2) the 50yr+ dynasty of Assads has always had the extremely committed interests of Russia (cccp) as a land bridge to the Mediterranean. Ditto for Iran though that stretch of territory forming an arc from middle Asia to the Mediterranean had been more fraught since we but the birth of first AMAL and then Hezbollah has kept Iran deeply engaged in Syria since the mami I’d 1970s
        . The point being the alliances had more to do 27th cold war policy then actual ’empire,’ though anyone btw could argue the US and cccp were both seeking empire.

        @don
        As per your debate [email protected]… As soon as you showed your cards as containing a bit of pragmatism you lost Kth. His reliance on obscure and radical authors, policies, conspiracies, etc will keep him in the radical camp for a good while. Most radicals I know personally or of, have never faught in war. Where every concept, objective or feeling one holds as sacred or solid can easily turn to dust.

        As4 author….there is nothing really objectional in his piece. In many areas he is correct (but not uniquely so). And being correct and doing something about it in the sphere of the MI are two completely different concepts. There are things to quibble with as well but totally expected.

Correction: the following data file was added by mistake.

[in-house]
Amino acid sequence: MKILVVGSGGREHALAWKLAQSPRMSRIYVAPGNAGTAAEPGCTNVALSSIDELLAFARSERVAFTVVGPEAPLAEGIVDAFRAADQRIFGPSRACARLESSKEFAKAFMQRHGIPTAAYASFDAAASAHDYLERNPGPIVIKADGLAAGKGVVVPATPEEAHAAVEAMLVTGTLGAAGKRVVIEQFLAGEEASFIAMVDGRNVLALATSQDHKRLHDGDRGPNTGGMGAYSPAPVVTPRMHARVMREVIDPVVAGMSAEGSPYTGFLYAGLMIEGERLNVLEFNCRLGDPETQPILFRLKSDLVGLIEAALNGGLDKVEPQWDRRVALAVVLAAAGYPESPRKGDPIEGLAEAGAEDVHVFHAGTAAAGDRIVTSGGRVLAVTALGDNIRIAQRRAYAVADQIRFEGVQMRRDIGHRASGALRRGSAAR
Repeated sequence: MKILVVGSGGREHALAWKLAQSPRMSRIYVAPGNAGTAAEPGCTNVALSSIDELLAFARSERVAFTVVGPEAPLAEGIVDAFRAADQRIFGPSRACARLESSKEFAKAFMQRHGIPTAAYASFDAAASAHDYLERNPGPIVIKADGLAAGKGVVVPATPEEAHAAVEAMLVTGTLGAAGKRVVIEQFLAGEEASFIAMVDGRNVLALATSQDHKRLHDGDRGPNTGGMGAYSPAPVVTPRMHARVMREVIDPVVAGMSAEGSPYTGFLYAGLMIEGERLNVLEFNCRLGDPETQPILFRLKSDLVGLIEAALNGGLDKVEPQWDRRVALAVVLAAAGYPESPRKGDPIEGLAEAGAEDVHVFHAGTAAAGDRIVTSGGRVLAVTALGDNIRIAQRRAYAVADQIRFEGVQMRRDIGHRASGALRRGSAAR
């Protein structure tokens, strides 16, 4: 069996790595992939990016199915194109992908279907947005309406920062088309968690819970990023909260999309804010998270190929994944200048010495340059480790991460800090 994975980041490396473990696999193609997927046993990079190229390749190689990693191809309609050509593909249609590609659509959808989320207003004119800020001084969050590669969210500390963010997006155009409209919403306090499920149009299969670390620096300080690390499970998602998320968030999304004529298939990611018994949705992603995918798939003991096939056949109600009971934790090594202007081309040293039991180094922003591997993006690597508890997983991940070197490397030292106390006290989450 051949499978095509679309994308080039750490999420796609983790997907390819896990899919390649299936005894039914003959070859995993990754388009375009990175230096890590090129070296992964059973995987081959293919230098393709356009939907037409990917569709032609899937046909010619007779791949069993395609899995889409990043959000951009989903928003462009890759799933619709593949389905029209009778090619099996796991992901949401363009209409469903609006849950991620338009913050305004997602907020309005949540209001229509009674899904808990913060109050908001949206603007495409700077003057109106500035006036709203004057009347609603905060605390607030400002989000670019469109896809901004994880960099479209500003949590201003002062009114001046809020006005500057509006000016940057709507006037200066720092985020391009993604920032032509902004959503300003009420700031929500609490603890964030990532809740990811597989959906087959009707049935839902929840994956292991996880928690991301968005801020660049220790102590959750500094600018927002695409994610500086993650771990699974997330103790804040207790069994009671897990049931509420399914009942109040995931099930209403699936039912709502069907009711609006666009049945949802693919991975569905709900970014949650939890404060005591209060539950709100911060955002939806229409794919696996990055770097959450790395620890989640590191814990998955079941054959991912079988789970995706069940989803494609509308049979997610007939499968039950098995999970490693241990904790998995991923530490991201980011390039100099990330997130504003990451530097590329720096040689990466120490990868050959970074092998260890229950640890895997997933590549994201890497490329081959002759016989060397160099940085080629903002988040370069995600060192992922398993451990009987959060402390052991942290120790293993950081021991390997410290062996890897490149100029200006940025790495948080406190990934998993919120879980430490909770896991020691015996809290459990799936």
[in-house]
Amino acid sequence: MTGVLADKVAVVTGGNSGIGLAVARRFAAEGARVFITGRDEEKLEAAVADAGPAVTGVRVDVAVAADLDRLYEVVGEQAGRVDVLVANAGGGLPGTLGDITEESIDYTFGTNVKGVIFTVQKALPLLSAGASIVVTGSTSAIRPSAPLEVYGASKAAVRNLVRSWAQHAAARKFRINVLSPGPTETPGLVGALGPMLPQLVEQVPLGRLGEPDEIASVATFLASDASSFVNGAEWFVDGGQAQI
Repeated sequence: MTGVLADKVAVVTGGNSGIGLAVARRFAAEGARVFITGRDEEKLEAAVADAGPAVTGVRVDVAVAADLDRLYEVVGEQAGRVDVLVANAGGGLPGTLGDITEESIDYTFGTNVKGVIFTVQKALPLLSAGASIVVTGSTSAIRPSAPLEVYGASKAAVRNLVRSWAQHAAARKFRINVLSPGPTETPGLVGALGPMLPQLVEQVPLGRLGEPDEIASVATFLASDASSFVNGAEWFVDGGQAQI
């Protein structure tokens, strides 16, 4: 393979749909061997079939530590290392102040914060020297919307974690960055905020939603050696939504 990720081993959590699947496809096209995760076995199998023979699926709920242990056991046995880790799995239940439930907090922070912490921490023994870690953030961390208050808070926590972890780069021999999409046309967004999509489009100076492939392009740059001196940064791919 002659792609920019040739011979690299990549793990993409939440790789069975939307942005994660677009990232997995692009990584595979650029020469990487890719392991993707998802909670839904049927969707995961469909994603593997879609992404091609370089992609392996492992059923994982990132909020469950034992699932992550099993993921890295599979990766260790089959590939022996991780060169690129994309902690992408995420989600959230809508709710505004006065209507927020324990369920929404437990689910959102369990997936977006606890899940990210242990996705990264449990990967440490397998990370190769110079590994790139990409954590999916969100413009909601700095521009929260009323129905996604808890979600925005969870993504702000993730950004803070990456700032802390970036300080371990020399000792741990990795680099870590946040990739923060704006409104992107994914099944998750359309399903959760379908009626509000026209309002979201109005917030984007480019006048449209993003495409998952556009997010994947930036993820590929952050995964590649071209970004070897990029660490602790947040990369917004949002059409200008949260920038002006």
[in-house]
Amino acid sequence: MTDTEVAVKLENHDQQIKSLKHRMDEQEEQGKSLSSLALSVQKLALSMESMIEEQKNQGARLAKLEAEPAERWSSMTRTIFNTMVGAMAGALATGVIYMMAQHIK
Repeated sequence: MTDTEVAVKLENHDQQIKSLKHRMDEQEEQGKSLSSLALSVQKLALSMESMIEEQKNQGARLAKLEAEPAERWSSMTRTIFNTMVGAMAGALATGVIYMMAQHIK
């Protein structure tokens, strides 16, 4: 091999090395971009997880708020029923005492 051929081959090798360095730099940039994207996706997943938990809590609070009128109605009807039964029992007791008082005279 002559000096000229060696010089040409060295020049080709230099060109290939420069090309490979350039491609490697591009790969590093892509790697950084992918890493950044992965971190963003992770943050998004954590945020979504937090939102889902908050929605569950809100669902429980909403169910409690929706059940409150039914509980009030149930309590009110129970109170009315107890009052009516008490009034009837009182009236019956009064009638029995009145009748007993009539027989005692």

(And I would bet some big bitcoin that many here are miffed more space and time wasn’t devoted to how Israel is the ‘root cause of ________(insert country/people) troubles

      • Mooser
        September 4, 2016, 4:17 pm

        Somebody go crank up the Enigma machine, “Dabakr” wrote a long one.

      • Annie Robbins
        September 4, 2016, 5:09 pm

        @annie
        most of your reference points well taken. But, the report citing the support Assad.. retained versus the ‘abandonment’ of ‘lybia’ , Egypt, etc.

        1)- I would say “abandonment” is a bad choice of words. Mubarak may have been dumped by Obama but he was not abandoned by many power players I the region.